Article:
The ephemerality of urban resilience

By nature, urban resilience leads to ephemerality. What has been built should possibly be undone as no one can predict what our future will be. Such principle is intelligently reflected in the guidelines of the Historic Buildings and Monuments Commission for England, in charge of the sustainable management of historic environment, page 46, “In reality, our ability to judge the long-term impact of changes on the significance of a place is limited. Interventions may not perform as expected. As perceptions of significance evolve, future generations may not consider their effect on heritage values positive. It is therefore desirable that changes (…) are capable of being reversed, in order not unduly to prejudice options for the future.” (1)

In our architectural environment, urban planning implementation (2) and brownfield sites development may both contribute to a better understanding of the ephemeral dimension to which the urban resilience concept refers.

In her research paper on the role of transitional uses (3), K.J. Hickey, presents three case studies exploring the programs of Melbourne, Amsterdam and Hamburg and how new and innovative ideas, though ephemeral, could provide solutions to area’s development. But more specifically, brownfield sites, seen as a matrix for temporary developments, deserve some attention. As recalled by L. Andres (4), their presence reflects a heterogeneous time scale during which conflicts of interests interfere with the initial urban master plan. But in the same time, they create the required conditions for their emergence and development.

However, as underlined by M. Ferreri (5), shifting away from planning institutions does not remove the legitimacy of brownfields when conveying innovation and creativity. Their celebration comes as a direct address and encouragement to architects, planners, policy makers to learn from artistic and socially-engaged practices and projects. Paradoxically, what is ephemeral will turn out to become an inflection point which allows a better hazard management embodying thus the means proposed to improve resilience. Thereby, the time-scale inconsistency will contribute to the urban space consistency.

The awareness of the limitation in duration and its acceptance in the urban planning process reflects a major change of paradigm. Beyond the flexibility and the ability to reconsider what could be seen as granted, accepting ephemerality will change our value scale. What is ephemeral enhances what is worth, objecting the idea of a duration “aiming at truth”. Thus, by splitting the notions of “value” and “truth”, ephemerality and duration appear to be mutually reinforcing as both of them show the way of “what needs to be done”. Again, ephemerality should not be limited to its status acknowledgment. It should be understood as the ability to incorporate an apparent paradox: to propose new impulses acknowledging the fact that their outcomes are not aimed to last.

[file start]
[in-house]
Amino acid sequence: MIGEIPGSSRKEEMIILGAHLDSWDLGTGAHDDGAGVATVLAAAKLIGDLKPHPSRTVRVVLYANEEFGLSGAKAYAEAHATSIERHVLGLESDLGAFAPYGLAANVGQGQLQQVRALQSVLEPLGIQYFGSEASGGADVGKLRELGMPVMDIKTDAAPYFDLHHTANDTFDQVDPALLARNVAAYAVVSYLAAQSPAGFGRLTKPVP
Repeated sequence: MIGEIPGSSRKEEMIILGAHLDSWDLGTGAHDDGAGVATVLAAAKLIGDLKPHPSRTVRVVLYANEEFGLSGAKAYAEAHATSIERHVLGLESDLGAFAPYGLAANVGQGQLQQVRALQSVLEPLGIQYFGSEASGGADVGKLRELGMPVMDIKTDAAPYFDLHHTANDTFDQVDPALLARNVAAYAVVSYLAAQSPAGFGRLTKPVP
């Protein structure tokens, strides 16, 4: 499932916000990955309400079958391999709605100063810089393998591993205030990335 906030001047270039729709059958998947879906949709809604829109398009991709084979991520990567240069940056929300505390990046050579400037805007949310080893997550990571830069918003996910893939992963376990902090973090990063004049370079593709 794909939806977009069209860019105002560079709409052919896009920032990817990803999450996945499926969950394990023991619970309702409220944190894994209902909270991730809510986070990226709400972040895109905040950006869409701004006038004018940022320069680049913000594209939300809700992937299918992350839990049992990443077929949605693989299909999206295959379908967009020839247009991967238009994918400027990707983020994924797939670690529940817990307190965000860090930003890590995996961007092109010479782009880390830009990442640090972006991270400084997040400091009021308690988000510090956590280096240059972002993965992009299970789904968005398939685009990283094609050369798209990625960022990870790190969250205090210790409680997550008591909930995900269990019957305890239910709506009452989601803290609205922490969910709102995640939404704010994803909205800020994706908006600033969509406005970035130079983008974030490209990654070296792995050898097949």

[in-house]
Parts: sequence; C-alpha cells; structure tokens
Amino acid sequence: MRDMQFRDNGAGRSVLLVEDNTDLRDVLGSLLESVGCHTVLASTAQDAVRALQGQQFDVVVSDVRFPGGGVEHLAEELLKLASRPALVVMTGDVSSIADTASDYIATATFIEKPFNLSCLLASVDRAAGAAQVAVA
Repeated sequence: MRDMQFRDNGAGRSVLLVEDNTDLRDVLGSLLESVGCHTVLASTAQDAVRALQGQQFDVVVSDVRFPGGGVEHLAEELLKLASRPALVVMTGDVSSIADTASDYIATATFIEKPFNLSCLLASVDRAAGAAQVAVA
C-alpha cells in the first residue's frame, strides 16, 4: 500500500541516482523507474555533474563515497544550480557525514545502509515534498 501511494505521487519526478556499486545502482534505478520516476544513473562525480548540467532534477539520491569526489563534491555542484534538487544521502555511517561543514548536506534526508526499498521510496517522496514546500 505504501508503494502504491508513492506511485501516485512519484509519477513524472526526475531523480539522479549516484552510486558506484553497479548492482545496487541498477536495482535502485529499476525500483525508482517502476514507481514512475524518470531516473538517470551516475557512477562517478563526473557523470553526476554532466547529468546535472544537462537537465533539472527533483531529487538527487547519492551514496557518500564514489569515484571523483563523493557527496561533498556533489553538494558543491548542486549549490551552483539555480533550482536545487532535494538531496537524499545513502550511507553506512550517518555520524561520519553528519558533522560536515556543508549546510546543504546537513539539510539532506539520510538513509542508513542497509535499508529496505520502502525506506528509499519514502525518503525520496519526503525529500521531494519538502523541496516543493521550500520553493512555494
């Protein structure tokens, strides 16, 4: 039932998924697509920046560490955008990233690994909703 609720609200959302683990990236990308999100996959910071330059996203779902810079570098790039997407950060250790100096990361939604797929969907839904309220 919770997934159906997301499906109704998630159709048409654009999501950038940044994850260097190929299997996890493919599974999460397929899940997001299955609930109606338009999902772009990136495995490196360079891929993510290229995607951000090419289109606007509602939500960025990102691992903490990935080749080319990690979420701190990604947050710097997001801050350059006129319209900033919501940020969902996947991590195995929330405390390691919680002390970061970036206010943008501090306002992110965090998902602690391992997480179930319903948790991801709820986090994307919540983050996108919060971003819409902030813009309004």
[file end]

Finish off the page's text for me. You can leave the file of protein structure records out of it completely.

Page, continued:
Ephemeral experimentations may act as a sustainable transition during a period of uncertainty contributing to reach the desired level of resilience. But as an urban citizen, challenging experts to make sure that my environment will be resilient, I see no reason to limit temporary urbanism to periods of economic austerity (6). Though including such experimentations in urban blue prints could be a source of conflicts, as shown by S. Jacquot/ M. Morelle (7) in the case of immigrants living in temporary residences, the funding principle of urban resilience remains unchanged: enabling to integrate the occurrence of hazards without compromising the urban planning developments. And this with only one objective: the well-being and well-living of people together.

The below work can be seen as a counter-example questioning the practicability of ephemeral urbanism and its integration within the urban planning process. This picture taken in Berlin says a lot. We can guess that the building was a place of life as suggested by the graffiti on the façade. But obviously, inhabitants were not welcome as shown by the windows and door obstruction and the “GEGEN ENDE”, presumably painted by inhabitants themselves. The correct translation which is “towards the end” (the irony is that “gegen” on its own means “against”), sounds like an absolute failure. Failing to include the social expectations of a community in the urban frame. Failing to reconsider that owning a property could possibly show the way to a new paradigm: I own, therefore I can.

Yky, October 2018, yky@resi-city.com

(1) https://www.historicengland.org.uk/
(2) https://www.resi-city.com/2018/04/15/is-urban-planning-the-right-tool-to-improve-urban-resilience/
(3) https://ecologicaldesignlab.ca/site/uploads/2018/02/Hickey-Kathryn-1.pdf
(4) https://www.cairn.info/revue-espaces-et-societes-2008-3-page-37.html
(5) http://www.ephemerajournal.org/sites/default/files/pdfs/issue/17-4ephemera-nov17.pdf  Mara Ferreri P. 182
(6) http://eprints.lse.ac.uk/51107/
(7) quoting S. Garcia, http://www.revue-urbanites.fr/informalite-migrations-et-urbanisme-temporaire/

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